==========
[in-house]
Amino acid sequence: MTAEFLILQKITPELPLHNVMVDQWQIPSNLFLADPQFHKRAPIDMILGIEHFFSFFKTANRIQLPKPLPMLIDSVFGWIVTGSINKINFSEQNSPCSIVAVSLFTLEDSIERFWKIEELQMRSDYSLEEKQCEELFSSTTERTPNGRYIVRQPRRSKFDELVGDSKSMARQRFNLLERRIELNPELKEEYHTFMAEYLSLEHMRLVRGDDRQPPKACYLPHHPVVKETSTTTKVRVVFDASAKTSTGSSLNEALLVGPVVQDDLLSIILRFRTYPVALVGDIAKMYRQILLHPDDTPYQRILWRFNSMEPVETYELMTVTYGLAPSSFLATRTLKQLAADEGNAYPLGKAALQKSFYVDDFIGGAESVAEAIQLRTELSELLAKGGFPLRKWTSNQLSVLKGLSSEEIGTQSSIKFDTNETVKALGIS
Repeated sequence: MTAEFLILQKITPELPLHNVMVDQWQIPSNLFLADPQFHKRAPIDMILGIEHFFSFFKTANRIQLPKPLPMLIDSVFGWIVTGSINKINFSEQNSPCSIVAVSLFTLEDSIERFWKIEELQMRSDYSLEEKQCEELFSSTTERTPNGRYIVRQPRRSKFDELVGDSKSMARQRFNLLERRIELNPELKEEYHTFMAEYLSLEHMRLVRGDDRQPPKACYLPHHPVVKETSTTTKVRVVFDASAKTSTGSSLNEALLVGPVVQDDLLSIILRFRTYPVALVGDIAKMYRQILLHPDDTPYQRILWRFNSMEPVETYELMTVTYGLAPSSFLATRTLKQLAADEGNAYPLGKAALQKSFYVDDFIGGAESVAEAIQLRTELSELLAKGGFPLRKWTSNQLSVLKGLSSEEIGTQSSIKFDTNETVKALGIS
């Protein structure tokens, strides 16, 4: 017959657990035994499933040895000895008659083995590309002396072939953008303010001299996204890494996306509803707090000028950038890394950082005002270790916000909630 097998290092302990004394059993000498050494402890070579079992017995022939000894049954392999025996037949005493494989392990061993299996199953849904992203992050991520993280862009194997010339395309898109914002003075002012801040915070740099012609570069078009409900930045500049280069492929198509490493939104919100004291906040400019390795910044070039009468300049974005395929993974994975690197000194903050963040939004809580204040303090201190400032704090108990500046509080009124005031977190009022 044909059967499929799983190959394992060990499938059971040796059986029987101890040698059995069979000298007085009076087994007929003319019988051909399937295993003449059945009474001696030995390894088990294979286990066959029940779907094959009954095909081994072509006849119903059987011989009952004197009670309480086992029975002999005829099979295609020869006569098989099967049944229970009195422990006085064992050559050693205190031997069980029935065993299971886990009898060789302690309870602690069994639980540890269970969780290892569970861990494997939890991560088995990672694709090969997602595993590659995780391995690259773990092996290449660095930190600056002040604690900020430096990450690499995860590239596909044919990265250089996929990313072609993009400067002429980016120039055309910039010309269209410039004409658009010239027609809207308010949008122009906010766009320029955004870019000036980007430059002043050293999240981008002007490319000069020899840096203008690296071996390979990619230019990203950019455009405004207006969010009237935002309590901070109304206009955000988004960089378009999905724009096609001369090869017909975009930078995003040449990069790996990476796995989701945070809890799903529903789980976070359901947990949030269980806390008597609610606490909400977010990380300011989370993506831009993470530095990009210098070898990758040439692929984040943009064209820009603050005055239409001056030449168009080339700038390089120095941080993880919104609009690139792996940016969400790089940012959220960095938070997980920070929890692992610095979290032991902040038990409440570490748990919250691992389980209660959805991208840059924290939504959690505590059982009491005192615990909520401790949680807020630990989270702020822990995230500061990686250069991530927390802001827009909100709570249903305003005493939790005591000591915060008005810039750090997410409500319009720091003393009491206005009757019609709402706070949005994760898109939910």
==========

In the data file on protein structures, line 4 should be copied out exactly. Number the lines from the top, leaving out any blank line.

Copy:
């Protein structure tokens, strides 16, 4: 017959657990035994499933040895000895008659083995590309002396072939953008303010001299996204890494996306509803707090000028950038890394950082005002270790916000909630 097998290092302990004394059993000498050494402890070579079992017995022939000894049954392999025996037949005493494989392990061993299996199953849904992203992050991520993280862009194997010339395309898109914002003075002012801040915070740099012609570069078009409900930045500049280069492929198509490493939104919100004291906040400019390795910044070039009468300049974005395929993974994975690197000194903050963040939004809580204040303090201190400032704090108990500046509080009124005031977190009022 044909059967499929799983190959394992060990499938059971040796059986029987101890040698059995069979000298007085009076087994007929003319019988051909399937295993003449059945009474001696030995390894088990294979286990066959029940779907094959009954095909081994072509006849119903059987011989009952004197009670309480086992029975002999005829099979295609020869006569098989099967049944229970009195422990006085064992050559050693205190031997069980029935065993299971886990009898060789302690309870602690069994639980540890269970969780290892569970861990494997939890991560088995990672694709090969997602595993590659995780391995690259773990092996290449660095930190600056002040604690900020430096990450690499995860590239596909044919990265250089996929990313072609993009400067002429980016120039055309910039010309269209410039004409658009010239027609809207308010949008122009906010766009320029955004870019000036980007430059002043050293999240981008002007490319000069020899840096203008690296071996390979990619230019990203950019455009405004207006969010009237935002309590901070109304206009955000988004960089378009999905724009096609001369090869017909975009930078995003040449990069790996990476796995989701945070809890799903529903789980976070359901947990949030269980806390008597609610606490909400977010990380300011989370993506831009993470530095990009210098070898990758040439692929984040943009064209820009603050005055239409001056030449168009080339700038390089120095941080993880919104609009690139792996940016969400790089940012959220960095938070997980920070929890692992610095979290032991902040038990409440570490748990919250691992389980209660959805991208840059924290939504959690505590059982009491005192615990909520401790949680807020630990989270702020822990995230500061990686250069991530927390802001827009909100709570249903305003005493939790005591000591915060008005810039750090997410409500319009720091003393009491206005009757019609709402706070949005994760898109939910």